Key step for new senior center in Southampton with $2.5M bequest officially in hand

Christina Johnson, Southampton’s senior center director, is excited that plans are underway for a new senior center to replace the one-room location it currently uses.

Christina Johnson, Southampton’s senior center director, is excited that plans are underway for a new senior center to replace the one-room location it currently uses. GAZETTE FILE PHOTO

By MADDIE FABIAN

Staff Writer

Published: 12-17-2023 4:00 PM

SOUTHAMPTON — Older adults living in Southampton could enjoy a new senior center within the next five to six years, with the help of a substantial bequest from the estate of David “Red” Parsons which was presented to the Council on Aging last week.

“This is a very positive step, and it creates a very exciting atmosphere for everyone who comes here. … It’s exciting to tell people that we got the money and can finally move forward,” said Senior Center Director Christina Johnson.

In his will, Parsons — a Southampton resident who died in May 2021 — left the town nearly $2.5 million with the caveat that a feasibility study funded by his will for a new facility be completed within two years of his death.

In April, the Ad Hoc Senior Center Building Feasibility Committee and their consultant, Abacus Architects and Planners, completed a feasibility study detailing the current and projected needs of older adults in the town, and recommending potential sites and plans.

After the executor and the courts agreed that the feasibility committee met the requirements laid out in the will, the check was officially presented to the town last week.

“We so appreciate the thoughtfulness from David Parsons leaving this seed money to start the development of a new senior center,” said Janet Cain, chair of the Council on Aging board. “We’re very blessed that he did that because it really wasn’t on anybody’s horizons to start this initiative until this opportunity came up.”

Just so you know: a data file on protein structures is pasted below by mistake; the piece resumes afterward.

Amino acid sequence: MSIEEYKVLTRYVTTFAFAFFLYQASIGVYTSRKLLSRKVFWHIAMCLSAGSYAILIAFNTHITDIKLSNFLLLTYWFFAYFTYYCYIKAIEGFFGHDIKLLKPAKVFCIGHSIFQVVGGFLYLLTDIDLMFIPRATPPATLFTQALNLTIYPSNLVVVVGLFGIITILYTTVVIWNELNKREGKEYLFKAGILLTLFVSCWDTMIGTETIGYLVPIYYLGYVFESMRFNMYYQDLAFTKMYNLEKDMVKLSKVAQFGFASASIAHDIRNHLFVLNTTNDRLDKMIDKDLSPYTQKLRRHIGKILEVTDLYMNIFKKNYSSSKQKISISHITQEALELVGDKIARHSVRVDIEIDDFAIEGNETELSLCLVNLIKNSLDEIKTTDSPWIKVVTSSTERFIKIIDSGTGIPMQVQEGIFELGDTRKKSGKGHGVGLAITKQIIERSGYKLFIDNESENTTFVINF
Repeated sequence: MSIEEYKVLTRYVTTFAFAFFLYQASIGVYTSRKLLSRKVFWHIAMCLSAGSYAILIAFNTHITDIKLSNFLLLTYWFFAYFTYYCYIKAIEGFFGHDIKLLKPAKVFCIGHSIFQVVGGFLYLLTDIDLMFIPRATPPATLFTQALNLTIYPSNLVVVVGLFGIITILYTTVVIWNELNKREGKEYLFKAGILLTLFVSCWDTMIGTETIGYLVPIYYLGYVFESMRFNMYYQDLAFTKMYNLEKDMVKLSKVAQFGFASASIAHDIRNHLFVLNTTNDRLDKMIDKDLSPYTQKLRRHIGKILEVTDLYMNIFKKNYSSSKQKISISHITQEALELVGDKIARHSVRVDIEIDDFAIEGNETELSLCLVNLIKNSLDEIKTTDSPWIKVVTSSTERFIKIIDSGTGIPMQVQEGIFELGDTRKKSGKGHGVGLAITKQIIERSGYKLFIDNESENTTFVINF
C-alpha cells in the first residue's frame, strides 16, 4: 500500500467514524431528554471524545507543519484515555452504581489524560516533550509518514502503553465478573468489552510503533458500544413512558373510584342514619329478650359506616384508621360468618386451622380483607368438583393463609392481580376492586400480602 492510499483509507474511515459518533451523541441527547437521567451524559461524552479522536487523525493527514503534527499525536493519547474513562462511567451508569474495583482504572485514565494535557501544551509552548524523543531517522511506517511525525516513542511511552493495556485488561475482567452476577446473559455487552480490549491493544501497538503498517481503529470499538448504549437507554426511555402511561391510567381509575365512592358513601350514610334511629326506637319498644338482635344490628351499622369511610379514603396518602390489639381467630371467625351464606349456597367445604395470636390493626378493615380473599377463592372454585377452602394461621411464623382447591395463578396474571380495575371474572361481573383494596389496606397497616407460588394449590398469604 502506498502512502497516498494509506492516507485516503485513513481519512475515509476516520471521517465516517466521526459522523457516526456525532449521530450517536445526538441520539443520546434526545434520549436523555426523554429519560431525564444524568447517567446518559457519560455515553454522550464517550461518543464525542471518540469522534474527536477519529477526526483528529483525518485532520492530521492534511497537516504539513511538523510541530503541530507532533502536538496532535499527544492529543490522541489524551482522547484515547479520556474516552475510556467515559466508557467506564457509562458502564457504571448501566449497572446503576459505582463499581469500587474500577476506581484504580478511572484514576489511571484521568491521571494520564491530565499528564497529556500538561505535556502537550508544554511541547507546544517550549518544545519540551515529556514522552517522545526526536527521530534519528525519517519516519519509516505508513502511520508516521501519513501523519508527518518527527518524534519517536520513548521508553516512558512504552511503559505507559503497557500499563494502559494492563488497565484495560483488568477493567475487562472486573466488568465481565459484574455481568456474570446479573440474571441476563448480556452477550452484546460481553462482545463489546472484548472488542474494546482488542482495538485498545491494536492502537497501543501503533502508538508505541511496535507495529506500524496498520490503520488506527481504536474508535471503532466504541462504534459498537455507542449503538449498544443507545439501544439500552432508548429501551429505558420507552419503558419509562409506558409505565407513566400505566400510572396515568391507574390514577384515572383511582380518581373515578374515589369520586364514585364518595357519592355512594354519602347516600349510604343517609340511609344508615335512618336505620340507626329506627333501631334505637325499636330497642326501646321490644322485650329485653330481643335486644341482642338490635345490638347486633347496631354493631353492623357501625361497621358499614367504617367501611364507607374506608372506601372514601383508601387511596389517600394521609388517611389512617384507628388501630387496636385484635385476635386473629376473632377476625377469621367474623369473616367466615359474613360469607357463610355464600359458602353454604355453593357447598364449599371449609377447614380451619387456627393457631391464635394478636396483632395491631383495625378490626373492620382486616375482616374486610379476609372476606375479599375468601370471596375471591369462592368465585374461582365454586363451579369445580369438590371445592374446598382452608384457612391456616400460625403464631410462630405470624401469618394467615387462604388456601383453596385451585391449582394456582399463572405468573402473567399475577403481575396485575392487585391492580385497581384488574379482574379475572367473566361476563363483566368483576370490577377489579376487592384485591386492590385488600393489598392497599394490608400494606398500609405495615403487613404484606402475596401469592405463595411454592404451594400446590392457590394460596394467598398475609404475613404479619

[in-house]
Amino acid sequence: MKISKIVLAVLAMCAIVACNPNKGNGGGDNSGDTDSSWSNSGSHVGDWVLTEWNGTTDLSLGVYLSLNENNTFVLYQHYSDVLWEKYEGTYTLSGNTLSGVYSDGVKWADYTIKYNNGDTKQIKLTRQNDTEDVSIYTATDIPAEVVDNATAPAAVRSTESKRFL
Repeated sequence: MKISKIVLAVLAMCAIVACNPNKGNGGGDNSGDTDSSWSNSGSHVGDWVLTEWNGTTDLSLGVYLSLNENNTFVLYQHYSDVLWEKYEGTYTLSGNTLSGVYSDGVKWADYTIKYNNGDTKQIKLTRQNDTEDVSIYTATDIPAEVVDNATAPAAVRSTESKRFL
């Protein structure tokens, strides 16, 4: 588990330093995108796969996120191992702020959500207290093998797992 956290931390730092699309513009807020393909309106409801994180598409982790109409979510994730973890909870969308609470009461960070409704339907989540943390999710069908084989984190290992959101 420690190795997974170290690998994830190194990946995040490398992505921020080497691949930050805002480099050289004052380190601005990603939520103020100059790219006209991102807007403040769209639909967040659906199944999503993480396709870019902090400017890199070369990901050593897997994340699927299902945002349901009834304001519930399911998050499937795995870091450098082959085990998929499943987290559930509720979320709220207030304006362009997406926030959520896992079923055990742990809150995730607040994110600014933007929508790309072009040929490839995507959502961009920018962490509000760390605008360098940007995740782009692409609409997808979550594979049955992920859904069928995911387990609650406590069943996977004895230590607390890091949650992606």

With a laugh, Johnson said, “It’s certainly the biggest check I’ll ever see in my life.”

The current senior center, located at 210 College Highway, is made up of just one room. About a third of Southampton’s population, or around 2,000 people, is over 60 years old, and that number is expected to grow.

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“The center is very active, but we can only really do one activity at a time,” said Cain. “Our goal is to help them age at home, provide socialization and focus on wellness.

“To meet those requirements right now in a single room, we’re doing the best we can, but it falls very short of what’s really needed to support the older adults in our community,” she said.

Based on the feasibility study, the new space will need to be 12,000 square feet to meet the present and future needs of seniors in the town.

The property currently being looked at is 89 Clark St., though the feasibility study also identified 210 College Highway, 0 College Highway and 79 Clark St. as potential sites. The Gazette previously reported that the property owner of 89 Clark St., Ryan Geeleher, has expressed willingness to sell the property.

The total cost of the project presented in the feasibility report totals over $10 million.

“We are mindful that Southampton is also asking residents to approve a new public safety building, and we wouldn’t want to conflict with that,” said Johnson. “We are still in the very beginning stages of this, but it is a relief to have this money.”

For now, the town is in the process of creating a Senior Center Building Committee to center its efforts, and the Friends of the Southampton COA are in discussions with a fundraising organization to develop a capital campaign.

Maddie Fabian can be reached at mfabian@gazettenet.com.